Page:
Butler’s steak or flat iron steak is not often seen on menus. It’s taken from the shoulder, has an intense flavour but also has a tough membrane running through it that has to be removed, hopefully by an obliging butcher.
As with all steak, bring it to room temperature before cooking. Your frying pan has to be hot enough for a small amount of olive oil to sizzle upon contact. Some people rub their steak with a little oil before showing it to the pan, some also season with salt. I wait until just before the end of cooking to grind a little sea salt onto both sides.
In my experience most people like their steak to be medium rare, so depending on the thickness, six minutes in total should do the trick. Let the meat form a crust for a minute on each side, then turn the heat down to medium. Fry for a further 2 minutes on each side, let the steak rest whilst you make a quick red wine and shallot reduction in the pan juices.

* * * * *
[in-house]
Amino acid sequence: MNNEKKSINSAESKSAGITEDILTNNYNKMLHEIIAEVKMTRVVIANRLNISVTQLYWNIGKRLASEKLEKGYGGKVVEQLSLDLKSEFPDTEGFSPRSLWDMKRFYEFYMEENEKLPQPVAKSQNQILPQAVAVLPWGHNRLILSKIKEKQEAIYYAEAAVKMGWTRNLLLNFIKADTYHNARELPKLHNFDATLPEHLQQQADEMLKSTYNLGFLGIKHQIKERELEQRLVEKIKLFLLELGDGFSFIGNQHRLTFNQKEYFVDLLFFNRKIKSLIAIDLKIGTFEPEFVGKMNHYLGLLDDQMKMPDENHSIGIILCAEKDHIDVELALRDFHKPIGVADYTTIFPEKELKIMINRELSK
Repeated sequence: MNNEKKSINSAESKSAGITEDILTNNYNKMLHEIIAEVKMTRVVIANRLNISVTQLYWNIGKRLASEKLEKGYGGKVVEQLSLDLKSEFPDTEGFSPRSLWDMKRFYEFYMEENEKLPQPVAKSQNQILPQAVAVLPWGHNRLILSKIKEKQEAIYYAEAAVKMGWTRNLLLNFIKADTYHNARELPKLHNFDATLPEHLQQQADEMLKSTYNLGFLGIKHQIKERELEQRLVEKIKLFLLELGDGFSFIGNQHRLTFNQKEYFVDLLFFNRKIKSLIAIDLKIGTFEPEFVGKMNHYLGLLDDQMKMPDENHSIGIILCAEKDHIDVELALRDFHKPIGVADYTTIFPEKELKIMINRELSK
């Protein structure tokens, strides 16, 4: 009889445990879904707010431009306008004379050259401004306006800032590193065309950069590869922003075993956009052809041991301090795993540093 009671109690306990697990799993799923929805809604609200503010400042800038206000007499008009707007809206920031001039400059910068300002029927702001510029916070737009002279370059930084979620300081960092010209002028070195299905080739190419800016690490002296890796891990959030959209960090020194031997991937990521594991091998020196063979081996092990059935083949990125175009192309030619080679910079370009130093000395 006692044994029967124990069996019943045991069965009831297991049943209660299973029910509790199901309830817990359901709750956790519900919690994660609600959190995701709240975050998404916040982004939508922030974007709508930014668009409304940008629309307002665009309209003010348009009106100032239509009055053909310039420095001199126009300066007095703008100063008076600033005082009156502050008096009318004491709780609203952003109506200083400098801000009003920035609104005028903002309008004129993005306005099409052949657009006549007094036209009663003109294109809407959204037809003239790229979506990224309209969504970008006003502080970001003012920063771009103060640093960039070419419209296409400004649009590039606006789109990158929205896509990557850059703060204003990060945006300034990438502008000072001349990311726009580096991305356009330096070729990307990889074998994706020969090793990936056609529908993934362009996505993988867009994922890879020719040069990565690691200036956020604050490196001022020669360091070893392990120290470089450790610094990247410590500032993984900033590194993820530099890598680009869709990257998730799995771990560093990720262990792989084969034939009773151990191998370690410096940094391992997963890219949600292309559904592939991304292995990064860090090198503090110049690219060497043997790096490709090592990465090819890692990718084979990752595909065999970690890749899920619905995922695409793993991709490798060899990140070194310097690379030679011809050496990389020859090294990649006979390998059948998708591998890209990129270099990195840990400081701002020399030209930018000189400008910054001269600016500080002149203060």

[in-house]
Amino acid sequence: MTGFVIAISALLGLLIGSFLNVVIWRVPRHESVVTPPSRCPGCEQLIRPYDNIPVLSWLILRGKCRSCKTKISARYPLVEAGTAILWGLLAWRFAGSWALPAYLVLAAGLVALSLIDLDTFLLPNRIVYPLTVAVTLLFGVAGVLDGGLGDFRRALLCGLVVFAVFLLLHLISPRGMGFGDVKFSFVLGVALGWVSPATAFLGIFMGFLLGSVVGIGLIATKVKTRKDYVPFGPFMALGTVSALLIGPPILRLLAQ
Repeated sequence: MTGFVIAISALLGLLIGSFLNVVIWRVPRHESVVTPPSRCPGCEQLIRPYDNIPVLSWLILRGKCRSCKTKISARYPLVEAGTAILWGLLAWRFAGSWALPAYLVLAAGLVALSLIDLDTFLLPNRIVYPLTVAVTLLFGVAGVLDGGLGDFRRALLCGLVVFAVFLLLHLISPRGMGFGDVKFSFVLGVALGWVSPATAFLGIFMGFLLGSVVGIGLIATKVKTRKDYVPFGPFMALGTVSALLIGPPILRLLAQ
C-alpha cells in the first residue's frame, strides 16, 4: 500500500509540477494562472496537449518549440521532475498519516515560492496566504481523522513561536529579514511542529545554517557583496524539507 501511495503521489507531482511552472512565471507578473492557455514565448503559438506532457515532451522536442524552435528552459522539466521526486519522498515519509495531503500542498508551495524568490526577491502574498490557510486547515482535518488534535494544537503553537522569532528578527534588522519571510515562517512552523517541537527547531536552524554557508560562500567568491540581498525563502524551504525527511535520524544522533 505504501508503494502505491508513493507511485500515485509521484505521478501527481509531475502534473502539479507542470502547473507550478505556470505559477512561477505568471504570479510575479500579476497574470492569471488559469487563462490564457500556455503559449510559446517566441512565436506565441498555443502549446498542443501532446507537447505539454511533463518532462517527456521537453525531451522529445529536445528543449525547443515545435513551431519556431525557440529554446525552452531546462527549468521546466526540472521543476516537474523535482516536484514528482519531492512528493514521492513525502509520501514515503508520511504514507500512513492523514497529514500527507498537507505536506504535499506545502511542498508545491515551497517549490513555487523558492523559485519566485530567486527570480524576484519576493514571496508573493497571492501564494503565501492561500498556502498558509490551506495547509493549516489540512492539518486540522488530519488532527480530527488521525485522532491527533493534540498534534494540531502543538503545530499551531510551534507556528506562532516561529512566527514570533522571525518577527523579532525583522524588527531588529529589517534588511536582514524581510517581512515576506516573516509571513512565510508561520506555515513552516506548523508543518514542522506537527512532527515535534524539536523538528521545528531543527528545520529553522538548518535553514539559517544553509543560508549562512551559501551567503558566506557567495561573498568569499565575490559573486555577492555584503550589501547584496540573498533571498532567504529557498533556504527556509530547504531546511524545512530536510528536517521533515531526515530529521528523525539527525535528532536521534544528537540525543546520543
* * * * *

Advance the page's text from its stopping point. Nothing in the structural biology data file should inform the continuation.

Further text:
Finely slice the shallot. Turn the heat up to maximum, after 20 seconds pour in a glass of a meaty wine, Primitivo for example. Reduce by two thirds, add a large knob of butter, melt and fry the shallots on a medium heat for 2 minutes. Add a little sea salt.
Slice the steak thinly, pour over the shallot reduction and find a giant glass for the rest of the wine.
Mop the juices up with a superior baguette.